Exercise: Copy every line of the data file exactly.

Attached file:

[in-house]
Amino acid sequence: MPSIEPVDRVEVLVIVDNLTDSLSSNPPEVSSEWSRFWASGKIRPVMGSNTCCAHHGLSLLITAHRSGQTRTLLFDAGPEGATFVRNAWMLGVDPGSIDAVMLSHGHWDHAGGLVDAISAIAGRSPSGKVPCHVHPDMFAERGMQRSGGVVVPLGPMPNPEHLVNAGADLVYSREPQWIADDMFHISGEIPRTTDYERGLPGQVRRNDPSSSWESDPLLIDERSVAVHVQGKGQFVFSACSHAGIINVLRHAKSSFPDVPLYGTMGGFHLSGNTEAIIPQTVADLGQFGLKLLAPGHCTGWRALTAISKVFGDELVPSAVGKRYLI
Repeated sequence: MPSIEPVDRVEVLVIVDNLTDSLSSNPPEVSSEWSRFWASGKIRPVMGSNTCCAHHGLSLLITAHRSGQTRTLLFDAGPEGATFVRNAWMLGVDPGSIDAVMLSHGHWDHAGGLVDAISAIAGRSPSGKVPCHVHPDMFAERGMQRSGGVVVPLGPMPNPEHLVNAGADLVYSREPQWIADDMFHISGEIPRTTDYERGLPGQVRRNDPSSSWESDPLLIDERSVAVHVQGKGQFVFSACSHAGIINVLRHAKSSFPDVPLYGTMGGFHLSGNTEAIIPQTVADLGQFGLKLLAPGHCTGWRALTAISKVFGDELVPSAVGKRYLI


[in-house]
Amino acid sequence: MPSIEPVDRVEVLVIVDNLTDSLSSNPPEVSSEWSRFWASGKIRPVMGSNTCCAHHGLSLLITAHRSGQTRTLLFDAGPEGATFVRNAWMLGVDPGSIDAVMLSHGHWDHAGGLVDAISAIAGRSPSGKVPCHVHPDMFAERGMQRSGGVVVPLGPMPNPEHLVNAGADLVYSREPQWIADDMFHISGEIPRTTDYERGLPGQVRRNDPSSSWESDPLLIDERSVAVHVQGKGQFVFSACSHAGIINVLRHAKSSFPDVPLYGTMGGFHLSGNTEAIIPQTVADLGQFGLKLLAPGHCTGWRALTAISKVFGDELVPSAVGKRYLI
Repeated sequence: MPSIEPVDRVEVLVIVDNLTDSLSSNPPEVSSEWSRFWASGKIRPVMGSNTCCAHHGLSLLITAHRSGQTRTLLFDAGPEGATFVRNAWMLGVDPGSIDAVMLSHGHWDHAGGLVDAISAIAGRSPSGKVPCHVHPDMFAERGMQRSGGVVVPLGPMPNPEHLVNAGADLVYSREPQWIADDMFHISGEIPRTTDYERGLPGQVRRNDPSSSWESDPLLIDERSVAVHVQGKGQFVFSACSHAGIINVLRHAKSSFPDVPLYGTMGGFHLSGNTEAIIPQTVADLGQFGLKLLAPGHCTGWRALTAISKVFGDELVPSAVGKRYLI